When iconic Aussie music legend Ted Mulry died in 2001, it seemed there was little hope for his legion of fans to ever again hear TMG perform their classic songs live in concert.
Fast forward to 2016 and the original Gang, comprising drummer Herm Kovac and guitarists Les hall and Gary Dixon, has recruited AC/DC guitarist Mark Evans along with Ted’s brother Steve, on vocals, to pay tribute to the late frontman with a national tour aptly entitled ‘This One’s For Ted’.
The inclusion of Evans signifies yet another aspect of how the Gang pays homage to Mulry, given his loveable yet mischievous persona; characteristics very similar to AC/DC’s own loveable rogue Bon Scott.
While the band will admit there was some initial hesitation at the idea of reforming, mostly due to concerns of doing justice to the memory of Ted, a string of sold-out performances, including Belmont 16s, is evidence the reformation was the right way to go.
In fact, on the eve of the show there were more than 100 fans still on a wait list for tickets, a solid indication of the impact TMG had on a generation of Australians. Although it is not surprising the band would command this kind of audience given connotations of the era they represent.
If you think back to TMG’s catchy brand of pop/rock, you are transported to a significant time in our history. It was a time when the conservative rule of the pre-1960s Australia was being challenged by a large army of teenagers whose chosen form of expression was music. It was a time when our pubs and clubs were heaving with a generation of youth eager to drink, dance and revel in a freedom previously unknown to mainstream Australia.
During this era TMG managed to capture both the innocence of an emerging youth and a cheeky naughtiness that was, at the time, shocking to the establishment but represented a call to arms for a generation who loved nothing more than to break down the traditional barriers and push boundaries, especially when it came to sex drugs and rock n’ roll.
The reformation of TMG in 2016 has provided a generation of fans the opportunity to relive a little of their misspent youth, even if it is just for one night. And ticket sales are evidence that in our current state of affairs, a short trip back in time is apparently long overdue.
The show began when renowned long-time roadie and author of the book It’s A Roadie’s Job, Ron Clayton, took to the microphone to introduce the band, reminding everyone that TMG was the only Aussie band ever to knock the ABBA juggernaut from the top of the charts with the now classic Jump In My Car – first broken on the airwaves by Newcastle’s own 2NX!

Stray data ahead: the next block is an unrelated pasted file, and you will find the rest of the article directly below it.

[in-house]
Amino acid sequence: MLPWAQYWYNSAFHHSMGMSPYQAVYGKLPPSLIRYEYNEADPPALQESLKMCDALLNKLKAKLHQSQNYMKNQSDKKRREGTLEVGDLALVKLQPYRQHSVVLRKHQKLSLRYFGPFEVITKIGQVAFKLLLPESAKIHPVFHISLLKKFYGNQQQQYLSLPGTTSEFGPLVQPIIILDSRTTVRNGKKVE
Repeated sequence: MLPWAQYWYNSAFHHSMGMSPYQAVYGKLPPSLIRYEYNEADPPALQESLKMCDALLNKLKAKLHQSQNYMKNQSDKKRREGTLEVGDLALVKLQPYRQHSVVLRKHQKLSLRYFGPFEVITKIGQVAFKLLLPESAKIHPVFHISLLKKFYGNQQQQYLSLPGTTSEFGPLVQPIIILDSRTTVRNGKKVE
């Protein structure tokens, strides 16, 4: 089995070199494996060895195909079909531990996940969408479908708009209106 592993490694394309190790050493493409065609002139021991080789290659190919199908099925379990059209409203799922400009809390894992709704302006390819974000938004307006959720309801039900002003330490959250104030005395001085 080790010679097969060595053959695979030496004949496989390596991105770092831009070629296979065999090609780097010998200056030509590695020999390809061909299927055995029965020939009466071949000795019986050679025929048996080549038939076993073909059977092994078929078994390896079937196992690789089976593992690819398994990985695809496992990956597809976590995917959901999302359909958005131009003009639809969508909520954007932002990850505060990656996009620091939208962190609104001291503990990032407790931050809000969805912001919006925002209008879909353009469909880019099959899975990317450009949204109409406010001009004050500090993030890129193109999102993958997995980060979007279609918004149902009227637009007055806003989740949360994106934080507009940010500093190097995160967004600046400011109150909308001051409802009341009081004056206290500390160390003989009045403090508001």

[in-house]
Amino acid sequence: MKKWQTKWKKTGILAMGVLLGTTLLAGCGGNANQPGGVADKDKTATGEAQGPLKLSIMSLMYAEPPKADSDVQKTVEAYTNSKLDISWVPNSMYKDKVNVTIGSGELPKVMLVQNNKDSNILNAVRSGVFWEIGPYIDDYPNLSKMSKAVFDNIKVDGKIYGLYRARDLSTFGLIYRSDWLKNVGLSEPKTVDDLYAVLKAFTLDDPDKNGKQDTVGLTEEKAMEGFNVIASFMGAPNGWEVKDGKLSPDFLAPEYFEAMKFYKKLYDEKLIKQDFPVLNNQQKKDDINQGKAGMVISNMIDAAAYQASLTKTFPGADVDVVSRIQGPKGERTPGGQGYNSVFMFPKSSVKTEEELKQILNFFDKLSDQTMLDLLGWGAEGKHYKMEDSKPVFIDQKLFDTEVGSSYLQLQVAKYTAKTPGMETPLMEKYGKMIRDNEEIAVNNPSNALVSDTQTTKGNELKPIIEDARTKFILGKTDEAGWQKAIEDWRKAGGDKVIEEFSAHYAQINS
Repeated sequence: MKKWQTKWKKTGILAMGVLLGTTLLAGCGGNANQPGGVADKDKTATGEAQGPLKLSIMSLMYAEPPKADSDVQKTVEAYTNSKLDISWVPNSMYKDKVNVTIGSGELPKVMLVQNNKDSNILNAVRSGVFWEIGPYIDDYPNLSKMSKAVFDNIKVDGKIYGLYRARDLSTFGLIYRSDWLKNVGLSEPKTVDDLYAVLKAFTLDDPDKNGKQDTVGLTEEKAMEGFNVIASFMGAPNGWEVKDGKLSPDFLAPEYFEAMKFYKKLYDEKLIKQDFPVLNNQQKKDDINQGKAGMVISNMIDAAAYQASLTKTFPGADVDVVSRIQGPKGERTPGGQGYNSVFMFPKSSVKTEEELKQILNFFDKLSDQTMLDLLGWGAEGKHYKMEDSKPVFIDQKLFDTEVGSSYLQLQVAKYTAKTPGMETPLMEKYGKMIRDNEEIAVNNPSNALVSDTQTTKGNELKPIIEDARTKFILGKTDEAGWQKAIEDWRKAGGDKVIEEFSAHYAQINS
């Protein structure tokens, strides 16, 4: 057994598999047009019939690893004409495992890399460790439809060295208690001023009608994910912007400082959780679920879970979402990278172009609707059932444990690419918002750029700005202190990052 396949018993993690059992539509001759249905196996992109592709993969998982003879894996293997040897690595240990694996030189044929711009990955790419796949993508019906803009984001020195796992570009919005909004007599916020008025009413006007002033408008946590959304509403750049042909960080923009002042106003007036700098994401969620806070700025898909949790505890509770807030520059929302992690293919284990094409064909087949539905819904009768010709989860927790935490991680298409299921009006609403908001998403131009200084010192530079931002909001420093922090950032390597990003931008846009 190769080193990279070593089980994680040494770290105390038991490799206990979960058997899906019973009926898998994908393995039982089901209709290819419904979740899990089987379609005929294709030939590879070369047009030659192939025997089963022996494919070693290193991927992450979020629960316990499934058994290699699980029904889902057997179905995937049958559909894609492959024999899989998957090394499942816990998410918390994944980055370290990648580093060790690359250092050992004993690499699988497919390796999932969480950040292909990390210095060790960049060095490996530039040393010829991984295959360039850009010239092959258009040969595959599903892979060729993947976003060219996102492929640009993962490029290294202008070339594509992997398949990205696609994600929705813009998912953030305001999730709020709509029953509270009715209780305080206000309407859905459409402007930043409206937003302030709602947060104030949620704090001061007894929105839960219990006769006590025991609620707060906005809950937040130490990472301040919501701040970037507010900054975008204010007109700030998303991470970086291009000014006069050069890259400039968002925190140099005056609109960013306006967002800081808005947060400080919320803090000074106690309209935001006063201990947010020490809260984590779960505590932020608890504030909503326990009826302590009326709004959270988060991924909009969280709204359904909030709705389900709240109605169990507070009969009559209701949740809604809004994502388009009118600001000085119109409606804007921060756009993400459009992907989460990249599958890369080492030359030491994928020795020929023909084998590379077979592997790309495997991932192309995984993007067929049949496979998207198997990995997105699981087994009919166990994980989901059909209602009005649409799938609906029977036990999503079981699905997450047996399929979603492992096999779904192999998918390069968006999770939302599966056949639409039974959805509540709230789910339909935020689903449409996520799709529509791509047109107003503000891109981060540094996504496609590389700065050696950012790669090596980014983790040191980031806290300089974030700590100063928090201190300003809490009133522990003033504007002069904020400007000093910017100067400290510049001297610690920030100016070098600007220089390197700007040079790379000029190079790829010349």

There were echoes of Countdown as many in the crowd rushed to the front of the stage, ready to revisit the 70’s, just for tonight!
The show opened with the top 10 smash My Little Girl before traversing through a swag of the band’s hits and favourites. Naturally and its b-side Sha La La La Lee came early in the set as did the album title track Disturbing The Peace. It was clear that, like a time capsule stored in each body, the audience remembered the words and the good times that accompanied each song’s rise in the charts. The Status Quo like boogie/blues of the twin guitars pumped out more of the hits with ‘Heart Of Stone’, ‘Lazy Eyes’ and ‘Jamaica Rum’ all delivered with the authentic TMG sound.
Then, half way through the show, the band left the stage, Clayton brought a stool on stage, a big screen came down showing various images of Ted while Gary Dixon, armed with just his acoustic guitar, delivered superb versions of Ted’s solo hits Julia and Falling In Love Again. It served to remind us just what a great songwriter Mulry was.
A rollicking version of Steppin’ Out launched the second half of the show before the cracker single Crazy sent everyone over the top. As a nod to both Quo and bass player Mark Evans, the band hit top gear with Rockin’ All Over The World and the Acca Dacca anthem Long Way To The Top.
Pandemonium gleefully erupted as Darktown Strutters Ball blasted from the PA. It was great but, as the band left the stage, we all knew there was more to come. And they didn’t let us down. Taking to the stage again, this time with local legend, Heroes, Rabbit and later TMG member Mark Tinson, they launched into a blistering version of the Stones’ ‘Brown Sugar’ before raising the roof for their final song and striking the opening chords of Jump In My Car.
It wasn’t the heady and carnal days of the legendary ‘Around Australia In 80 Days Tour’ where TMG and superstars Sherbet came to symbolise the hysteria, hedonism and cultural significance of homegrown rock but, for us, it was a wonderful return to its glory days. The light show was spectacular, with the signature kick-drum sound of mixer Mal McEwan hitting you in the chest and giving the music the drive it deserved.
TMG live in 2016 were tight and fun. The songs were delivered faithfully – so much so that, if you shut your eyes, you would swear it was Ted singing and that it was 1975. As the audience strolled out, there were smiles, lines at the merch desk and stories of the simple delight of reliving a time when great pop songs with a rock edge, performed by Countdown heroes, was the pinnacle of a great time for a generation of teenagers. Tonight was a welcome time machine. If TMG come back to our region soon, there will no doubt be a huge number of Novocastrians ready and willing to take the journey and ‘jump in my car’ with TMG once again.
If it's on in Newcastle, it's on Newcastle Live